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Ask YC: Do we need to file/pay US taxes (Canadian corporation)?
23 points by agmiklas on Oct 16, 2009 | hide | past | web | favorite | 22 comments
Short version: Do foreign corporations need to pay US taxes if they use a US-based credit card gateway?

Long version: We're about to begin collecting payment at our Canadian-based startup (pagerduty.com), but have run into a bit of a snag. All of the Canadian payment processors we've found that support recurring billing require us to handle the CC numbers during the initial signup process. This creates a PCI compliance requirement that we're keen to avoid.

We'd like to use a US gateway that allows recurring billing without requiring PCI compliance (e.x. Braintree), but unfortunately they are all asking us to provide an Employer Identification Number issued by the IRS. Apparently, it isn't difficult for foreign corporations to get an EIN, but we're unsure what sort of tax obligations filing for an EIN will create.

Has anyone else gone through this process? Can foreign corporations collect payment using a US gateway without incurring US taxes?




> Do foreign corporations need to pay US taxes if they use a US-based credit card gateway?

No.

> Has anyone else gone through this process?

Yes

You can request an EIN here:

http://www.irs.gov/pub/irs-pdf/fss4.pdf?portlet=3

or call:

Internal Revenue Service irs.gov Telephone Assistance for Businesses Toll-Free 1-800-829-4933

You might be able to get an exemption as well, which you can then give to your 'gateway' provider.

> Can foreign corporations collect payment using a US gateway without incurring US taxes?

Yes, absolutely. Your business is taxed in its home location. Even if you would have a US corporation owned by a Canadian one (you may need this in case of opening a US bank account for instance) you will have to file US taxes, but you will not be paying any, you'll need to consult with a tax specialized lawyer for the precise details on that though, how you set things up is critical.


You may have to pay taxes on income from US customers. It is best to consult an attorney.


> You may have to pay taxes on income from US customers.

Nonsense. Your moniker serves you well ;)

As long as you do not incorporate in the US you do not pay taxes in the US, when you do the rules change and depending on the precise ownership structure and form of incorporation you then may have to pay taxes. For instance, you will have to pay sales tax to sales done to residents of the state where you incorporate.

It all revolves around the concept of having a 'nexus' in some state in the US. As long as that isn't the case you are not liable for taxes, since there is nothing that could be taxed. As soon as you have an agent or presence in the US that you control that changes.

> It is best to consult an attorney.

That is always good advice.


Beware! Tax law is full of dragons and thou art crunchy and taste good with ketchup.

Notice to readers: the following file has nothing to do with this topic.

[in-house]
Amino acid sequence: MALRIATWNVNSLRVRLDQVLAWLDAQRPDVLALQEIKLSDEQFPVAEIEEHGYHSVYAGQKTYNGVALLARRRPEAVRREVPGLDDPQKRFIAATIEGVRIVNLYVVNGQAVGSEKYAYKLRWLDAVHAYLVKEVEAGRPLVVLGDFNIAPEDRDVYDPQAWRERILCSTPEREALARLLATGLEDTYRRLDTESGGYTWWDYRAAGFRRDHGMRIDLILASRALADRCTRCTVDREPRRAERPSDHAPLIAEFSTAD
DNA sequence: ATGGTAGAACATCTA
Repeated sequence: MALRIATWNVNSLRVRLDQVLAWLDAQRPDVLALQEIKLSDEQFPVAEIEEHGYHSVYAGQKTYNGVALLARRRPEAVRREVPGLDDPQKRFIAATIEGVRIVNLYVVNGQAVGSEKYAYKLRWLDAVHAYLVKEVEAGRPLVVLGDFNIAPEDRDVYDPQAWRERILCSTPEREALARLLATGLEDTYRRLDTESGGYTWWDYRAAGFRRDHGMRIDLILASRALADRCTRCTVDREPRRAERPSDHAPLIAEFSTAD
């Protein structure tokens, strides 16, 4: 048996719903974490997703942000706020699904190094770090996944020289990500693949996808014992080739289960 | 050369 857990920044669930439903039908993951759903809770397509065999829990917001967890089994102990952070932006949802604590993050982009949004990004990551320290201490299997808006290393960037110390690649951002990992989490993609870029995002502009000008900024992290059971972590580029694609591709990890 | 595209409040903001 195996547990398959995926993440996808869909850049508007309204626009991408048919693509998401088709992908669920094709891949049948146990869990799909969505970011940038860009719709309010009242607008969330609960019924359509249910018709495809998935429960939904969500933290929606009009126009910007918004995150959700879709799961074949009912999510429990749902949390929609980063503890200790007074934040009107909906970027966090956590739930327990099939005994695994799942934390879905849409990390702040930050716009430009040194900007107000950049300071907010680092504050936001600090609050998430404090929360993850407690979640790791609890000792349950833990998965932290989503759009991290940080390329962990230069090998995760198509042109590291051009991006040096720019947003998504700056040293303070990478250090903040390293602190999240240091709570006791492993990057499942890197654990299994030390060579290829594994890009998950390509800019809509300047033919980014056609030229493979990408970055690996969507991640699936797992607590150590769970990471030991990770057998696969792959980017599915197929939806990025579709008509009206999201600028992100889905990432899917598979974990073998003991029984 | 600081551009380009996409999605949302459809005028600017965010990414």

If you have an agent or reseller in the US you may be required to collect US taxes from your/their customers, depending on the parties to the contractual relationship and the flow of money.

(Unfortunately professional advice doesn't always give you someone to sue in case of disaster, as advice can be wrong but not negligent. It's a good start though, and insurance is available against some risks as well.)


> Beware! Tax law is full of dragons and thou art crunchy and taste good with ketchup.

Or even without :)

> If you have an agent or reseller in the US you may be required to collect US taxes from your/their customers, depending on the parties to the contractual relationship and the flow of money.

This is very true. It mostly applies to sales tax.

> (Unfortunately professional advice doesn't always give you someone to sue in case of disaster, as advice can be wrong but not negligent. It's a good start though, and insurance is available against some risks as well.)

This is also true, and something that plenty of people seem to be unaware of. You and nobody but you are responsible for your taxes. If your accountant or lawyer fuck up YOU are liable for the deficit in taxes, not they.

And that's pretty logical, since you were responsible for your taxes anyway, hiring someone to do some work for you doesn't change that in any way that matters.

You may or may not have a case against them depending on the amount of negligence involved, but usually they're pretty good about covering their asses, and leaving yours exposed.

I've had a (fortunately small) issue like this with a bookkeeper doing our payroll, he forgot a 400 euro deduction for some government fund. That wouldn't have been a serious problem if it didn't take over two years before the fault was detected. So, then you owe x employees400 eurosy months to plug the hole. No fun.


If your business has no presence in the United States you should not need to pay any taxes to that government. This topic comes up frequently on the BoS board: http://discuss.joelonsoftware.com/default.asp?biz and a quick search there should provide a ton of resources.

If in doubt, consult an accountant.


They clearly have a US presence if they're selling to US customers though.

Rather than asking a Tax Attorney could you ask the IRS? They should know! Bet they won't tell you though.